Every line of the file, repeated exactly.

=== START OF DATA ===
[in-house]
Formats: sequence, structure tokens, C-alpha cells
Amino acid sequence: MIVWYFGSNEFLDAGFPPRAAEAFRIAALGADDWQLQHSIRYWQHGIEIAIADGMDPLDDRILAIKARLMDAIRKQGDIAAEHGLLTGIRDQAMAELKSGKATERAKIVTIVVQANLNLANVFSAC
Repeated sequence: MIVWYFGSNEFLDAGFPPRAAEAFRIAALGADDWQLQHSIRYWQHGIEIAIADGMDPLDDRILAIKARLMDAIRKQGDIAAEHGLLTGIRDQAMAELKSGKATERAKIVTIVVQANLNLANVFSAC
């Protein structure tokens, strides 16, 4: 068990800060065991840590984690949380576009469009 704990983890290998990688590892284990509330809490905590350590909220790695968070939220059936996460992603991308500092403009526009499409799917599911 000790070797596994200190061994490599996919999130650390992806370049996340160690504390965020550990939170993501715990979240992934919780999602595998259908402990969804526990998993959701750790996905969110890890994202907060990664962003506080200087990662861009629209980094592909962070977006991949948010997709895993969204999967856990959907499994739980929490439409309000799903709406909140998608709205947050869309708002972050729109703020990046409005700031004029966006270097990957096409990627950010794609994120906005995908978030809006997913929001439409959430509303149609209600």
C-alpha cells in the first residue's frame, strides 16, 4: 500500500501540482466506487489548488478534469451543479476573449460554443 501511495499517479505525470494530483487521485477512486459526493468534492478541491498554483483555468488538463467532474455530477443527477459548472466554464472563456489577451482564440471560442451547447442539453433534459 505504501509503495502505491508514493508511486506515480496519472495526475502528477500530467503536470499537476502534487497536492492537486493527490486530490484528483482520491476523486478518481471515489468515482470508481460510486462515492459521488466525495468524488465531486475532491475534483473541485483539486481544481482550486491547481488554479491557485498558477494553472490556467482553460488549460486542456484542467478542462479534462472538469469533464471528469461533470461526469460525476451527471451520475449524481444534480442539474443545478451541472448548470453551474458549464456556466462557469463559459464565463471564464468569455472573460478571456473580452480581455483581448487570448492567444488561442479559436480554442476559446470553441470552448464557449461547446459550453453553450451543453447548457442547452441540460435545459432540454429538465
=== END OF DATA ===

[in-house]
Formats: sequence, structure tokens, C-alpha cells
Amino acid sequence: MIVWYFGSNEFLDAGFPPRAAEAFRIAALGADDWQLQHSIRYWQHGIEIAIADGMDPLDDRILAIKARLMDAIRKQGDIAAEHGLLTGIRDQAMAELKSGKATERAKIVTIVVQANLNLANVFSAC
Repeated sequence: MIVWYFGSNEFLDAGFPPRAAEAFRIAALGADDWQLQHSIRYWQHGIEIAIADGMDPLDDRILAIKARLMDAIRKQGDIAAEHGLLTGIRDQAMAELKSGKATERAKIVTIVVQANLNLANVFSAC
């Protein structure tokens, strides 16, 4: 068990800060065991840590984690949380576009469009 704990983890290998990688590892284990509330809490905590350590909220790695968070939220059936996460992603991308500092403009526009499409799917599911 000790070797596994200190061994490599996919999130650390992806370049996340160690504390965020550990939170993501715990979240992934919780999602595998259908402990969804526990998993959701750790996905969110890890994202907060990664962003506080200087990662861009629209980094592909962070977006991949948010997709895993969204999967856990959907499994739980929490439409309000799903709406909140998608709205947050869309708002972050729109703020990046409005700031004029966006270097990957096409990627950010794609994120906005995908978030809006997913929001439409959430509303149609209600």
C-alpha cells in the first residue's frame, strides 16, 4: 500500500501540482466506487489548488478534469451543479476573449460554443 501511495499517479505525470494530483487521485477512486459526493468534492478541491498554483483555468488538463467532474455530477443527477459548472466554464472563456489577451482564440471560442451547447442539453433534459 505504501509503495502505491508514493508511486506515480496519472495526475502528477500530467503536470499537476502534487497536492492537486493527490486530490484528483482520491476523486478518481471515489468515482470508481460510486462515492459521488466525495468524488465531486475532491475534483473541485483539486481544481482550486491547481488554479491557485498558477494553472490556467482553460488549460486542456484542467478542462479534462472538469469533464471528469461533470461526469460525476451527471451520475449524481444534480442539474443545478451541472448548470453551474458549464456556466462557469463559459464565463471564464468569455472573460478571456473580452480581455483581448487570448492567444488561442479559436480554442476559446470553441470552448464557449461547446459550453453553450451543453447548457442547452441540460435545459432540454429538465